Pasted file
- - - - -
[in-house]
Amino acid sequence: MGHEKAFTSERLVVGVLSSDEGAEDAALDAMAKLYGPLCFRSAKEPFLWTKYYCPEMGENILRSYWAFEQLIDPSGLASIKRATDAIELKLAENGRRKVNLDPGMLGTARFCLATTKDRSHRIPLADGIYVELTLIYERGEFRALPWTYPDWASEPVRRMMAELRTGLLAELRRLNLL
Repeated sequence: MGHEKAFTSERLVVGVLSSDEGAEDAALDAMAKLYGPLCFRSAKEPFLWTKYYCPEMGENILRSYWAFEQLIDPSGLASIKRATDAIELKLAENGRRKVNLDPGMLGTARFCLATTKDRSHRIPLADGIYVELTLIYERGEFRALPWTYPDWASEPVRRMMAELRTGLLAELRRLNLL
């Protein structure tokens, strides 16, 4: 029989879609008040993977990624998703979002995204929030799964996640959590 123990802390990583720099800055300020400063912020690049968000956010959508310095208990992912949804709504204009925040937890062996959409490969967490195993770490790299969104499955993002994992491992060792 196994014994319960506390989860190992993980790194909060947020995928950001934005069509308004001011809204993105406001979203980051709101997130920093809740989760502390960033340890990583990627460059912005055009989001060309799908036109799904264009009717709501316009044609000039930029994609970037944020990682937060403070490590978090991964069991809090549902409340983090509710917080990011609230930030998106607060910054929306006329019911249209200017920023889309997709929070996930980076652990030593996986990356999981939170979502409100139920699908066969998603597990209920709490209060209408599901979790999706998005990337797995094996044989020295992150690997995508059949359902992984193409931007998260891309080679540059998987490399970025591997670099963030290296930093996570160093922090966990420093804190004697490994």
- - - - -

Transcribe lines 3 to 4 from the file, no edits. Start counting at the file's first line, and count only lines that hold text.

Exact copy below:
Repeated sequence: MGHEKAFTSERLVVGVLSSDEGAEDAALDAMAKLYGPLCFRSAKEPFLWTKYYCPEMGENILRSYWAFEQLIDPSGLASIKRATDAIELKLAENGRRKVNLDPGMLGTARFCLATTKDRSHRIPLADGIYVELTLIYERGEFRALPWTYPDWASEPVRRMMAELRTGLLAELRRLNLL
């Protein structure tokens, strides 16, 4: 029989879609008040993977990624998703979002995204929030799964996640959590 123990802390990583720099800055300020400063912020690049968000956010959508310095208990992912949804709504204009925040937890062996959409490969967490195993770490790299969104499955993002994992491992060792 196994014994319960506390989860190992993980790194909060947020995928950001934005069509308004001011809204993105406001979203980051709101997130920093809740989760502390960033340890990583990627460059912005055009989001060309799908036109799904264009009717709501316009044609000039930029994609970037944020990682937060403070490590978090991964069991809090549902409340983090509710917080990011609230930030998106607060910054929306006329019911249209200017920023889309997709929070996930980076652990030593996986990356999981939170979502409100139920699908066969998603597990209920709490209060209408599901979790999706998005990337797995094996044989020295992150690997995508059949359902992984193409931007998260891309080679540059998987490399970025591997670099963030290296930093996570160093922090966990420093804190004697490994």